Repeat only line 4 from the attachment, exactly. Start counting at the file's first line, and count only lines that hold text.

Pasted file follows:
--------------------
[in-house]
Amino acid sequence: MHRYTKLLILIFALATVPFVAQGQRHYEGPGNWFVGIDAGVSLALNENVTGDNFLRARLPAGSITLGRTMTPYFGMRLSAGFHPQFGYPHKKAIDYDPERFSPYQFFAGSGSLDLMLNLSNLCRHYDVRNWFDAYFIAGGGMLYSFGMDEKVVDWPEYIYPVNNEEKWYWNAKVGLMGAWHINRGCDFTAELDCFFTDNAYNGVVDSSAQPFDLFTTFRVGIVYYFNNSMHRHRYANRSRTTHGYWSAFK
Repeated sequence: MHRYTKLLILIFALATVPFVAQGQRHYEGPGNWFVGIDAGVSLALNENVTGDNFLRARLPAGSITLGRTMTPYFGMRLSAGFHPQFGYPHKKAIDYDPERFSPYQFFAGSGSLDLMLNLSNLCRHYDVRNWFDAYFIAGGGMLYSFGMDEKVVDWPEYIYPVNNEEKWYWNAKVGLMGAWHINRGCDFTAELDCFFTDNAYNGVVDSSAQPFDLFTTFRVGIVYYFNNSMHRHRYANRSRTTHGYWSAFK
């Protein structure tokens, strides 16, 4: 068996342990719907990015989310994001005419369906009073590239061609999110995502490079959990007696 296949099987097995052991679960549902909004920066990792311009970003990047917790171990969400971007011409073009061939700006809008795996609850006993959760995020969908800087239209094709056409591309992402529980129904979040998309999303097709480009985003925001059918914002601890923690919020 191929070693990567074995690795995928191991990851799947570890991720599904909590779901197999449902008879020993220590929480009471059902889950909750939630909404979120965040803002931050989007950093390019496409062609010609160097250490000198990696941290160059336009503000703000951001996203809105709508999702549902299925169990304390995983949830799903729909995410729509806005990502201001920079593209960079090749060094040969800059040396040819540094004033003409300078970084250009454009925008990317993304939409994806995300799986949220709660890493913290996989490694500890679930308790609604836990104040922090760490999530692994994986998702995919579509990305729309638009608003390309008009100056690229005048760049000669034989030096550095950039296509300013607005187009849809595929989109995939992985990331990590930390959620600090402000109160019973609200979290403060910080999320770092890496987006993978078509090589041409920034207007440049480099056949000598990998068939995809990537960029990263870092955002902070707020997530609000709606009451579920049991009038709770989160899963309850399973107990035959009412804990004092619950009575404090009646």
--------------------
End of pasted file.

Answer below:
């Protein structure tokens, strides 16, 4: 068996342990719907990015989310994001005419369906009073590239061609999110995502490079959990007696 296949099987097995052991679960549902909004920066990792311009970003990047917790171990969400971007011409073009061939700006809008795996609850006993959760995020969908800087239209094709056409591309992402529980129904979040998309999303097709480009985003925001059918914002601890923690919020 191929070693990567074995690795995928191991990851799947570890991720599904909590779901197999449902008879020993220590929480009471059902889950909750939630909404979120965040803002931050989007950093390019496409062609010609160097250490000198990696941290160059336009503000703000951001996203809105709508999702549902299925169990304390995983949830799903729909995410729509806005990502201001920079593209960079090749060094040969800059040396040819540094004033003409300078970084250009454009925008990317993304939409994806995300799986949220709660890493913290996989490694500890679930308790609604836990104040922090760490999530692994994986998702995919579509990305729309638009608003390309008009100056690229005048760049000669034989030096550095950039296509300013607005187009849809595929989109995939992985990331990590930390959620600090402000109160019973609200979290403060910080999320770092890496987006993978078509090589041409920034207007440049480099056949000598990998068939995809990537960029990263870092955002902070707020997530609000709606009451579920049991009038709770989160899963309850399973107990035959009412804990004092619950009575404090009646």